If you’re machining anti-drop chainrings in house, it only makes sense that you would make your own 42t cassette adapter as well. At least, that seems to be the case for Wolf Tooth Components. To go along with their precision machined, made-in-the-US chainrings, chainring bolts, and bash rings, Wolf Tooth has been working on a cassette adapter of their own to expand the gearing options of your 1x system.

Look to Wolf Tooth to give your cassette more teeth after the jump.


The cassette adapter will be called the GC – after all, it is a Giant Cog. Unlike the OneUp adapter, the GC will not use additional spacers, due to the fact that it will be Shimano or SRAM specific. To gain the needed space on the freehub body, the 17t cog will be jettisoned much like the rest. Initially, GCs will be available in 42t only, though Wolf Tooth states that if demand for the 40t is high enough, they may follow up with a second model. Their reasoning for the 42t is that as far as a bail out gear is concerned, bigger is better, and while it is the absolute upper limit with current derailleurs, it does work. They feel strongly about the maximum range being the key benefit to a cassette adapter, and mention that the jump between the 36t and the 42t isn’t as big as you might expect.


The prototype design is machined with both shift ramps, and special tooth profiles to ensure perfect shifting up to the big ring. WTC is planning on offering the GC in at least two colors, though what colors hasn’t been decided yet – input is welcome on the color, what do you want to see? Pricing is expected to be around $90 for each GC which will be made in their Minneapolis facility next to all of their other products.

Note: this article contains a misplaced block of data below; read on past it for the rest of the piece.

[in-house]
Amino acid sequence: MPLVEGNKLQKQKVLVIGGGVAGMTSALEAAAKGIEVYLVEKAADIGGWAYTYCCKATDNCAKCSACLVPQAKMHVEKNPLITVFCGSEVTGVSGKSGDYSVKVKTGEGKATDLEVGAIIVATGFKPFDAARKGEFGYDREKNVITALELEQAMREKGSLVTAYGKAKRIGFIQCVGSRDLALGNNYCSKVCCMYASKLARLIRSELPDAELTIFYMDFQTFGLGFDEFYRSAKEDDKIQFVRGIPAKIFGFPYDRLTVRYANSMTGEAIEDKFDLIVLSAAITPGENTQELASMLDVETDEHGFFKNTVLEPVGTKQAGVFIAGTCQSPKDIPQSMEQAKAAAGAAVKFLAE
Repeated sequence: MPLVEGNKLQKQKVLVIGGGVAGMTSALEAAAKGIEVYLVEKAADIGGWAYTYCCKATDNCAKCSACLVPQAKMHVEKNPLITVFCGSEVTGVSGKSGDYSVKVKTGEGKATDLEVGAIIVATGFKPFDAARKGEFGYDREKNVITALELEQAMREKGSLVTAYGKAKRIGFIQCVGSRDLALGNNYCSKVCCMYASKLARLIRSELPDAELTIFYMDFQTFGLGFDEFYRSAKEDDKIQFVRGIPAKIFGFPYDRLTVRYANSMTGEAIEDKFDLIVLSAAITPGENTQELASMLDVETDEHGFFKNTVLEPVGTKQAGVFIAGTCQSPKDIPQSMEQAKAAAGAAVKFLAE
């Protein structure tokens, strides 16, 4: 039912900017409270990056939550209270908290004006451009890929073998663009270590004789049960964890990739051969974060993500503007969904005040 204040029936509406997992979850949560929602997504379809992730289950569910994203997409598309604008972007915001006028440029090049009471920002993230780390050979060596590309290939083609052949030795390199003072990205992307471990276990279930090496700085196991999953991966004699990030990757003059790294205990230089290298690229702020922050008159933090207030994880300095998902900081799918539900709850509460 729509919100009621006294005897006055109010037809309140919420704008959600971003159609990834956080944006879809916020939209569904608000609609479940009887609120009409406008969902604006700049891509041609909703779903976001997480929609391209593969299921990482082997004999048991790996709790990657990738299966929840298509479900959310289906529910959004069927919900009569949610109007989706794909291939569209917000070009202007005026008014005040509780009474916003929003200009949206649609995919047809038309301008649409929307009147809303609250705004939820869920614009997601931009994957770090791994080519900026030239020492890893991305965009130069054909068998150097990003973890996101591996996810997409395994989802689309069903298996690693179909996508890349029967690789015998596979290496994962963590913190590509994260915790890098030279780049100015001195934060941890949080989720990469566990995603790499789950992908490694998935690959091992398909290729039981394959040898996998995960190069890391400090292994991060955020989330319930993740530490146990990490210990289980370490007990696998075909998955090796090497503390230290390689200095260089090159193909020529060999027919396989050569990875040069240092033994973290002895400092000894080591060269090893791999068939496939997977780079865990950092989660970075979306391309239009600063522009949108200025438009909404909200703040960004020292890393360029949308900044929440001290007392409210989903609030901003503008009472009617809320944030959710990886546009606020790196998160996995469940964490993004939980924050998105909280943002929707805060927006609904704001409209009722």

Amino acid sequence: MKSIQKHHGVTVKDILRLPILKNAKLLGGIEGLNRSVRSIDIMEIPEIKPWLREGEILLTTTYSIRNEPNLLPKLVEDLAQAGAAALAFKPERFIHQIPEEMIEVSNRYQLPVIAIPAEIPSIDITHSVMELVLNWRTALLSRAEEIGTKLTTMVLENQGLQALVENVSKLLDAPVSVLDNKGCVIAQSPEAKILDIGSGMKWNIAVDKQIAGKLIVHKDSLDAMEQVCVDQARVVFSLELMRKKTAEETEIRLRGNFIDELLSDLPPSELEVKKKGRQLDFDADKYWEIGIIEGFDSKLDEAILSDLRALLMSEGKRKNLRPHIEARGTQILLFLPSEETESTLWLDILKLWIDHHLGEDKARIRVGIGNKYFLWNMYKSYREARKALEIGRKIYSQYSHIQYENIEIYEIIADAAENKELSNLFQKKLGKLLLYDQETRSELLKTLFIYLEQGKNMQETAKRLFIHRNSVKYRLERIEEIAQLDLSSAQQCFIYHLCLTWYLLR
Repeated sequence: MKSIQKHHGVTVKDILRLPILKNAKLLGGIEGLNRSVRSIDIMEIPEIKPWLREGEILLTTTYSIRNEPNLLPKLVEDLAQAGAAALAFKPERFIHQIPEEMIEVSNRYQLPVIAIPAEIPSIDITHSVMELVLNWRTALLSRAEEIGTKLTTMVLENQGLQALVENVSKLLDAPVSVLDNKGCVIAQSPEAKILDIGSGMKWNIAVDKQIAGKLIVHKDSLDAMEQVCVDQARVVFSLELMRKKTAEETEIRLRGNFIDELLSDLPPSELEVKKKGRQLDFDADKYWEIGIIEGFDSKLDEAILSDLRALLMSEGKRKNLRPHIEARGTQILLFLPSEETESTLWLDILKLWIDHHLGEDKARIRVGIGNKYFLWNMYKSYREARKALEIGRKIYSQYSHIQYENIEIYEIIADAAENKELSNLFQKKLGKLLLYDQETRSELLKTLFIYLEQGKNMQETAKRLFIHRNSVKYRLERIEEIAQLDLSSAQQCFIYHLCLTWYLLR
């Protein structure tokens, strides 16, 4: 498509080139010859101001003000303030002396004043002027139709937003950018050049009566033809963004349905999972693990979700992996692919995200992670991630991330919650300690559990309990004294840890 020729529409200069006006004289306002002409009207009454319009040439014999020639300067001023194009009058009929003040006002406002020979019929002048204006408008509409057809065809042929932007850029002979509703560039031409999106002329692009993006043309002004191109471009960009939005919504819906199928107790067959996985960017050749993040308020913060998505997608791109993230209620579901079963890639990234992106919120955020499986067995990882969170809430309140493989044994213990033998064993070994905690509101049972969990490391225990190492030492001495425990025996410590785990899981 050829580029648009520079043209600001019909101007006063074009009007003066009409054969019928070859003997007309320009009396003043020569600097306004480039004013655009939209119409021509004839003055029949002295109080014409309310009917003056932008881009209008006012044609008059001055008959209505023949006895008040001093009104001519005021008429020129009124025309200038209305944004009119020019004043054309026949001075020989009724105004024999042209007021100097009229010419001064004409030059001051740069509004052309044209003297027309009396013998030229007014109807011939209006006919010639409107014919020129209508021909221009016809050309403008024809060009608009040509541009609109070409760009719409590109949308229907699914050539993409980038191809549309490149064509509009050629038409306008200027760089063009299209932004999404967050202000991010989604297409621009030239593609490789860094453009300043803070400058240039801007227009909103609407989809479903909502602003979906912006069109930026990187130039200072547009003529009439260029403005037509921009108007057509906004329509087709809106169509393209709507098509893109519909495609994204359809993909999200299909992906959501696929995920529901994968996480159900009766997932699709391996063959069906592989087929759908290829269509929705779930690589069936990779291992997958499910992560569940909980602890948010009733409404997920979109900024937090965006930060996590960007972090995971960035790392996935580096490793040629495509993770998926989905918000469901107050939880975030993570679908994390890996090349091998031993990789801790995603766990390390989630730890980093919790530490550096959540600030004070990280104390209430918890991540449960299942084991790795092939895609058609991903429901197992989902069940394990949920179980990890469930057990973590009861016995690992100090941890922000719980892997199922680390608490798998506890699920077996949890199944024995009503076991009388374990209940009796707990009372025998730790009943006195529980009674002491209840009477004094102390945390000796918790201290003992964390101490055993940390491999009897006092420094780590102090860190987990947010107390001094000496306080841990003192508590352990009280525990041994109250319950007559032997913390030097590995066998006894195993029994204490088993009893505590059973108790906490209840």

Mike is gunning for a shipping date in early February, and are holding off on taking orders until the cogs are actually ready. WTC says they had hoped to keep quiet about the GCs development until they were closer to shipping, but the recent launches by both OneUp and Absolute Black prompted them to show their hand – though they did have images up on their facebook page a week ago.

Like the other cassette adapters, the GC will be compatible with the following cassettes:


  • XT (CS-M771-10 11-36)
  • XTR (M980 11-36)


  • X5 (PG-1030 11-36)
  • X7 (PG-1050 11-36)
  • X9 (PG-1070 11-36)



  1. IMO the gap caused by removing the 17t won’t be a problem. Since moving to 10 speed I find I am almost always shifting two or more gears at a time anyways.